When he made those calls, Graham "was engaged in quintessentially legislative factfinding — both to help him form election-related legislation, including in his role as then-Chair of the Judiciary Committee, and to help inform his vote to certify the election," his lawyers wrote in a court filing on Friday.
Graham's lawyers cite a provision of the U.S. Constitution that they say “provides absolute protection against inquiry into Senator Graham's legislative acts.” They also argue “sovereign immunity" prevents a local prosecutor from summoning a U.S. senator “to face a state ad hoc investigatory body.” And they assert that Willis has failed to demonstrate “the ‘extraordinary circumstances’ necessary to order a high-ranking federal official to testify.”
Willis' office will respond in court and expects Graham to testify before the special grand jury, spokesperson Jeff DiSantis said.
Given that Graham has been summoned to testify on Aug. 23, his lawyers asked for expedited consideration of his motion to quash. The judge granted that request, setting a hearing for Aug. 10.
Graham had previously filed a federal court challenge in South Carolina to try to stop Willis' efforts to compel him to testify. Before a judge there could hold a hearing, he withdrew that case and agreed to file any challenges to a subpoena in the investigation in either state superior court or federal court in Georgia, according to a court filing.
U.S. Rep. Jody Hice, a Georgia Republican, filed a federal court challenge similar to Graham's after he received a subpoena to testify before the special grand jury. After hearing arguments from his lawyers and from Willis' office, a federal judge last week declined to quash his subpoena.
U.S. District Judge Leigh Martin May, who is also assigned to hear Graham's challenge, sent the matter back to Fulton County Superior Court, saying that there are at least some questions that Hice may be compelled to answer. If disagreements arise over whether Hice is protected under federal law from answering certain questions, he can bring those issues back to her to settle, she said.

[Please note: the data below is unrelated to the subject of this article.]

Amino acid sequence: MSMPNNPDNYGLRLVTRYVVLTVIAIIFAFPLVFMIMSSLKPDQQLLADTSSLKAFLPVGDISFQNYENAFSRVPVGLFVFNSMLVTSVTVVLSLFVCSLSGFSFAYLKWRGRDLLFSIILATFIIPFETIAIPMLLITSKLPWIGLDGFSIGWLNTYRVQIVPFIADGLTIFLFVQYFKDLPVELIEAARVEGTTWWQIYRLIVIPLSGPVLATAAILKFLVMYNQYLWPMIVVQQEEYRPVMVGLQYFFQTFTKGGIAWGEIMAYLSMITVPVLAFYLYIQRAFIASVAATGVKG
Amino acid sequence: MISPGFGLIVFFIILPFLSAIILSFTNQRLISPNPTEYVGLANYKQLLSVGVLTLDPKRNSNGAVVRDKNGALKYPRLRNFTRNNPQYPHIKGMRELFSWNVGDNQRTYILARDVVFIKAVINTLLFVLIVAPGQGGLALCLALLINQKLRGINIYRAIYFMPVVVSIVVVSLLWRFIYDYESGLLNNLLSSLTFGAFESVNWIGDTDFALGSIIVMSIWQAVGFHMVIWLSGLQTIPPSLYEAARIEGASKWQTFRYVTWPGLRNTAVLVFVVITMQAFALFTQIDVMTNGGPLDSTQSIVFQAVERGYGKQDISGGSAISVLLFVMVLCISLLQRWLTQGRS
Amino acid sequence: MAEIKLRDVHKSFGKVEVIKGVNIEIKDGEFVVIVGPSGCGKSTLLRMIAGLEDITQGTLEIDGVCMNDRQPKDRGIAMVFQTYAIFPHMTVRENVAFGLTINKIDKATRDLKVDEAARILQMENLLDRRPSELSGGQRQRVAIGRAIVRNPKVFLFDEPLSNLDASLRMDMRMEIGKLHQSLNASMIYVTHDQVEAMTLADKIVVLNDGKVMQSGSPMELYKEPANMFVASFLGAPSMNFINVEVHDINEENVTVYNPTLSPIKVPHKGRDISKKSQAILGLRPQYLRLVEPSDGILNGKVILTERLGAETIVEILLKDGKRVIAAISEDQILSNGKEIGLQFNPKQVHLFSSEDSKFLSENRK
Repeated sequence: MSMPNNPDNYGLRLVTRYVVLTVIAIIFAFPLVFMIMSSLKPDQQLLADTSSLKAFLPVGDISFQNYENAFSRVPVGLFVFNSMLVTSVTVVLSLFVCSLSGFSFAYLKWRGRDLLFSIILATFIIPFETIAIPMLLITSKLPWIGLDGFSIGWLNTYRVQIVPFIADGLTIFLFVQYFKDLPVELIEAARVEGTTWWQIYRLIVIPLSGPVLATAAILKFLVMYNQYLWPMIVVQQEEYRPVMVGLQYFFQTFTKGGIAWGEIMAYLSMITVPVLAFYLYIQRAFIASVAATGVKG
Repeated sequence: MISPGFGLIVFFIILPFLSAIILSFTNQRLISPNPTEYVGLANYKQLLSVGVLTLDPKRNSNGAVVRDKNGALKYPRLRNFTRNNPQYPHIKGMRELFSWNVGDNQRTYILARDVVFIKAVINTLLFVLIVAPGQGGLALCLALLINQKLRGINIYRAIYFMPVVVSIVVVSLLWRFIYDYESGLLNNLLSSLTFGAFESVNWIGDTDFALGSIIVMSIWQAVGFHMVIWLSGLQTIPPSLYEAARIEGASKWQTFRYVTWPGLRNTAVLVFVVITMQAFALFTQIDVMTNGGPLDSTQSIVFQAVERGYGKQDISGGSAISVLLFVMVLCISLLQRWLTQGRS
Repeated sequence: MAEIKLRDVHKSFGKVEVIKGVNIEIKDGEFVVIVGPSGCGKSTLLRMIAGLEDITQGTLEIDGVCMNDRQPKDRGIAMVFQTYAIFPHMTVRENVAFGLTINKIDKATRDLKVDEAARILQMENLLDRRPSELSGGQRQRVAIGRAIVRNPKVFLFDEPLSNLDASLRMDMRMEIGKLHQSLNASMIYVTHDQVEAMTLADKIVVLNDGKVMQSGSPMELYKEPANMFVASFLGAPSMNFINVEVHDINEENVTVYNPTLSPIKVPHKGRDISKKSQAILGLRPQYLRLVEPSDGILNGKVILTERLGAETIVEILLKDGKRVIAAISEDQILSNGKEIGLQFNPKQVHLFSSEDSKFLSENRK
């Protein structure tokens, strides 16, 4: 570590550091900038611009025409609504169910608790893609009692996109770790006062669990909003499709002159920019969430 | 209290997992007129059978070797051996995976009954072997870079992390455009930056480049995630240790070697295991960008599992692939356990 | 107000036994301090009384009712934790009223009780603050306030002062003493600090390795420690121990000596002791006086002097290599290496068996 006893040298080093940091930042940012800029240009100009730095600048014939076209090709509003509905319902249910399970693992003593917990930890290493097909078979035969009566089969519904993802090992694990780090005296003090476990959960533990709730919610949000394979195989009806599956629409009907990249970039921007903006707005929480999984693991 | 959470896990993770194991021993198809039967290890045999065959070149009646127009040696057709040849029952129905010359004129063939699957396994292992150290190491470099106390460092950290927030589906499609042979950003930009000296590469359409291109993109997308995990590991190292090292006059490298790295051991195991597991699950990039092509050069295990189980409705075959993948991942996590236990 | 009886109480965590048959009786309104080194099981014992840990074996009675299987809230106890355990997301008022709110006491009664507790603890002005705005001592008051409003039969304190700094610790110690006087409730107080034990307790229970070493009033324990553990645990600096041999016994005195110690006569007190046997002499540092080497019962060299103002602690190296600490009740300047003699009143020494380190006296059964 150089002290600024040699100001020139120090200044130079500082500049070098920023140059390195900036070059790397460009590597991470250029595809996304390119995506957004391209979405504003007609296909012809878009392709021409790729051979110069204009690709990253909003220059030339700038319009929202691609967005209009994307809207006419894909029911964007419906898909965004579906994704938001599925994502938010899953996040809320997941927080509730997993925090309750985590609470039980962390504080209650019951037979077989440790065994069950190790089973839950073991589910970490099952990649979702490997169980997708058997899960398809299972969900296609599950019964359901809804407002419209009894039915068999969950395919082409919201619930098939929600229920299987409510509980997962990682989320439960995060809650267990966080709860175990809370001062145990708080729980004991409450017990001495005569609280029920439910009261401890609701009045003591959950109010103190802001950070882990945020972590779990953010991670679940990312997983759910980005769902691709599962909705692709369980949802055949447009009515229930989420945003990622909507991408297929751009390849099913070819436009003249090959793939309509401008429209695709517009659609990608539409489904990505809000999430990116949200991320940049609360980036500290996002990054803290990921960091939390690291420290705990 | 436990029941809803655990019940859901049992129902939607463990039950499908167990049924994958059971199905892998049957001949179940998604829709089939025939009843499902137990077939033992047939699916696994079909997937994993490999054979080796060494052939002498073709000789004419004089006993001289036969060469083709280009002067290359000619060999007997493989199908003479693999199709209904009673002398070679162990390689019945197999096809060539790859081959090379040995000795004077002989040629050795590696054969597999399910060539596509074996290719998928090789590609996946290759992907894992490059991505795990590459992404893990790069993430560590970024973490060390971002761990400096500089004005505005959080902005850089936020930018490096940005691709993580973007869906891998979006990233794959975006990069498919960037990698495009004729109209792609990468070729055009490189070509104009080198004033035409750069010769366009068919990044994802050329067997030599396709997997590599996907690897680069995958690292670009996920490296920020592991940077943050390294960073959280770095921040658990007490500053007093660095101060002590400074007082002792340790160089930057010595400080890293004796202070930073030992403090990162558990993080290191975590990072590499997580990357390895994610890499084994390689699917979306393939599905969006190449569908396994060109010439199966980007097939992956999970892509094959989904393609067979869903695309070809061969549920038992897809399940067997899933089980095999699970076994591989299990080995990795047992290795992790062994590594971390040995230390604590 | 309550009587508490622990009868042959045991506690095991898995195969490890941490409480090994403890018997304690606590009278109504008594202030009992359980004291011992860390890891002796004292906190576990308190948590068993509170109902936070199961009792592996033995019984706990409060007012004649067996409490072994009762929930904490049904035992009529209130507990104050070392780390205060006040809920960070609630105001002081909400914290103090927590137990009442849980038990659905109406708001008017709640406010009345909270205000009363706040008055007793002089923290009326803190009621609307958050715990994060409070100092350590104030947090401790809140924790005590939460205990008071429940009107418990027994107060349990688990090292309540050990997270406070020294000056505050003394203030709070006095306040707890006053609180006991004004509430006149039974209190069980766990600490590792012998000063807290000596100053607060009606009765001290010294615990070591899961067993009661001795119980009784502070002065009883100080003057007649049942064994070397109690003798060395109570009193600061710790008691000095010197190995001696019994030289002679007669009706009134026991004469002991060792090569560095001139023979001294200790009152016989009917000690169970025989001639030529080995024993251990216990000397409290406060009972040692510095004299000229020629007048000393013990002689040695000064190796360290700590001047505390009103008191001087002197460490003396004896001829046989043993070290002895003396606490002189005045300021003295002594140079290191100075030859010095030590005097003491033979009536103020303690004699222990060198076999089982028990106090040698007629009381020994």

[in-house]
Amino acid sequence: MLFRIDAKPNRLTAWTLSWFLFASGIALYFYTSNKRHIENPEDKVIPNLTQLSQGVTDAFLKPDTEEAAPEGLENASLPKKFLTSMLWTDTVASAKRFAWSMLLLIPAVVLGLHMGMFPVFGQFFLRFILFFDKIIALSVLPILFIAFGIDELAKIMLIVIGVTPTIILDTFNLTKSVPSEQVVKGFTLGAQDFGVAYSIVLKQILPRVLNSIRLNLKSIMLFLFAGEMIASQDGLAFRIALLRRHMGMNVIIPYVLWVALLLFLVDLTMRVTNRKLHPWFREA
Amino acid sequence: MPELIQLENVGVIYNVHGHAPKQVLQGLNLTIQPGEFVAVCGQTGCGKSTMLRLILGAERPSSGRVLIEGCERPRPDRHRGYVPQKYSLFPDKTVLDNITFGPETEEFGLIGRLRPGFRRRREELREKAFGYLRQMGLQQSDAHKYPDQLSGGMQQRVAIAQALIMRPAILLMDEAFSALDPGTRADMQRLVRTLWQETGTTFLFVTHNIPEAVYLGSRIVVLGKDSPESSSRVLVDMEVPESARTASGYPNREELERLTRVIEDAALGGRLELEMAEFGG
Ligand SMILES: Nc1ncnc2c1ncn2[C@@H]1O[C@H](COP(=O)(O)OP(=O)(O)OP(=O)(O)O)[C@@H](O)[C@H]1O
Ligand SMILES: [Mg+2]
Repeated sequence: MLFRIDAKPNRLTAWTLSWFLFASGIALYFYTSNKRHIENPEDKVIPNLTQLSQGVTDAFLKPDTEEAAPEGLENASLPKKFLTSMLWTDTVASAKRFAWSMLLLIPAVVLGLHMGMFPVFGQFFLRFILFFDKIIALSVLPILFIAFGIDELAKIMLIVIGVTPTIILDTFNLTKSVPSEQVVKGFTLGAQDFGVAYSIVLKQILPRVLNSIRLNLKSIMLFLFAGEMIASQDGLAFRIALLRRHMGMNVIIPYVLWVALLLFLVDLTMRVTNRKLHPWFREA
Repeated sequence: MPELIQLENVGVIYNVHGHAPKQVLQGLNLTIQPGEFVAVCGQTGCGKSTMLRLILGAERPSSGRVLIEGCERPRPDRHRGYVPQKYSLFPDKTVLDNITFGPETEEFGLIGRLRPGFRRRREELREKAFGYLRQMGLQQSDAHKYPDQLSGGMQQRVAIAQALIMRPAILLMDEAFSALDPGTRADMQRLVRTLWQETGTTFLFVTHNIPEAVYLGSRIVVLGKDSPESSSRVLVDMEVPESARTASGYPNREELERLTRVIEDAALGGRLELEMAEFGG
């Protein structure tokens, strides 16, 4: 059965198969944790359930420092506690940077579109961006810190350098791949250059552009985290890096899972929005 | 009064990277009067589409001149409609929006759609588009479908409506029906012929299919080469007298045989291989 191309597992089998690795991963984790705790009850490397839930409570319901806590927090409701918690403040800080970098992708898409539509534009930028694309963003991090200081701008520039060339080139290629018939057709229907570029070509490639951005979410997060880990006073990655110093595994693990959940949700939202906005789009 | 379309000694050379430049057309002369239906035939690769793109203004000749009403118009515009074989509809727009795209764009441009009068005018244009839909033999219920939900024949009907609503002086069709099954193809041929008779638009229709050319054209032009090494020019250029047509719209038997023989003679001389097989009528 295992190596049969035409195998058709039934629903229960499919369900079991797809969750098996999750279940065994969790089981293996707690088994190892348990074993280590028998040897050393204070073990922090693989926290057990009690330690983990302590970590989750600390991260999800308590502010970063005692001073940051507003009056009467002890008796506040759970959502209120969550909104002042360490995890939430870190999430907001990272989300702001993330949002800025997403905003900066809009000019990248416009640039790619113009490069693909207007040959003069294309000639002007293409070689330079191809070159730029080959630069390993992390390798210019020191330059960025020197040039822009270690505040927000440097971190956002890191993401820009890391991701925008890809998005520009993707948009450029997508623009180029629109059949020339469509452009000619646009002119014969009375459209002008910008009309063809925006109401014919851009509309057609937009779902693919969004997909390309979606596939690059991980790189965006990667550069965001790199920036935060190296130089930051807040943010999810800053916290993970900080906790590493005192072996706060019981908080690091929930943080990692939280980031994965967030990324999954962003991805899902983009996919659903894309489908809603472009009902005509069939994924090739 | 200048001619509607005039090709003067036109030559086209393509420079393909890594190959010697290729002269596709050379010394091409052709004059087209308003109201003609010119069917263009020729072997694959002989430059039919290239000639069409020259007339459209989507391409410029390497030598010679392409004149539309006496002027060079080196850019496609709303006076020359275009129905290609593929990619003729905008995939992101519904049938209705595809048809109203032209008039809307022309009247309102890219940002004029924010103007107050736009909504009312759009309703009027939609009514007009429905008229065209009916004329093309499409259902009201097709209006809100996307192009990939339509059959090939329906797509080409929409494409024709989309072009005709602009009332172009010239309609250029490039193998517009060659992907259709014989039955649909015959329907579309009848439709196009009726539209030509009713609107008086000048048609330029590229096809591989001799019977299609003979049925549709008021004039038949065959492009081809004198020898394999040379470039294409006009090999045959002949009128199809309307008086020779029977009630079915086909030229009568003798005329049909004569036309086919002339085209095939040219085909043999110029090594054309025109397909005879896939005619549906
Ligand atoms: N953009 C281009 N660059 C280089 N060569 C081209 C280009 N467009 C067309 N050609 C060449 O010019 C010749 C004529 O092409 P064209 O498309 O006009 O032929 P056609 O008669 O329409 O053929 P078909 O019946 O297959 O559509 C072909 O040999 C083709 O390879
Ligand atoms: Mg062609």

Willis has confirmed that the investigation's scope includes a Jan. 2, 2021, phone call between Trump and Raffensperger during which Trump urged Raffensperger to "find" enough votes to overturn his loss in the state.
“I just want to find 11,780 votes, which is one more than we have,” Trump said during that call.
Trump has denied any wrongdoing and has repeatedly described his call to Raffensperger as “perfect.”
Willis is also interested in false allegations of election fraud made by former New York mayor and Trump attorney Rudy Giuliani and others during Georgia legislative committee meetings in December 2020. Jacki Pick Deason, a Dallas-based lawyer and podcaster, spoke at one of those meetings on Dec. 3, 2020.
Willis is trying to compel Deason's testimony. Because she lives outside Georgia, Willis has to use a process that involves getting a judge in Texas to order her to appear. A judge in New York has already ordered Giuliani to testify next week.
In a court filing in Texas last week, Deason argued that she shouldn't be ordered to testify. She cited alleged flaws with the paperwork Willis filed seeking her testimony, argued that a summons to appear before a Georgia special grand jury is not recognized in Texas and said that the demand for her appearance is based on a false assertion that she was a lawyer for the Trump campaign. She also said that it would be an undue burden for her to travel to Atlanta on days when the special grand jury is meeting in August because of professional obligations and other commitments.
Associated Press writers Meg Kinnard in Columbia, S.C., and Jamie Stengle and Jake Bleiberg in Dallas contributed to this report.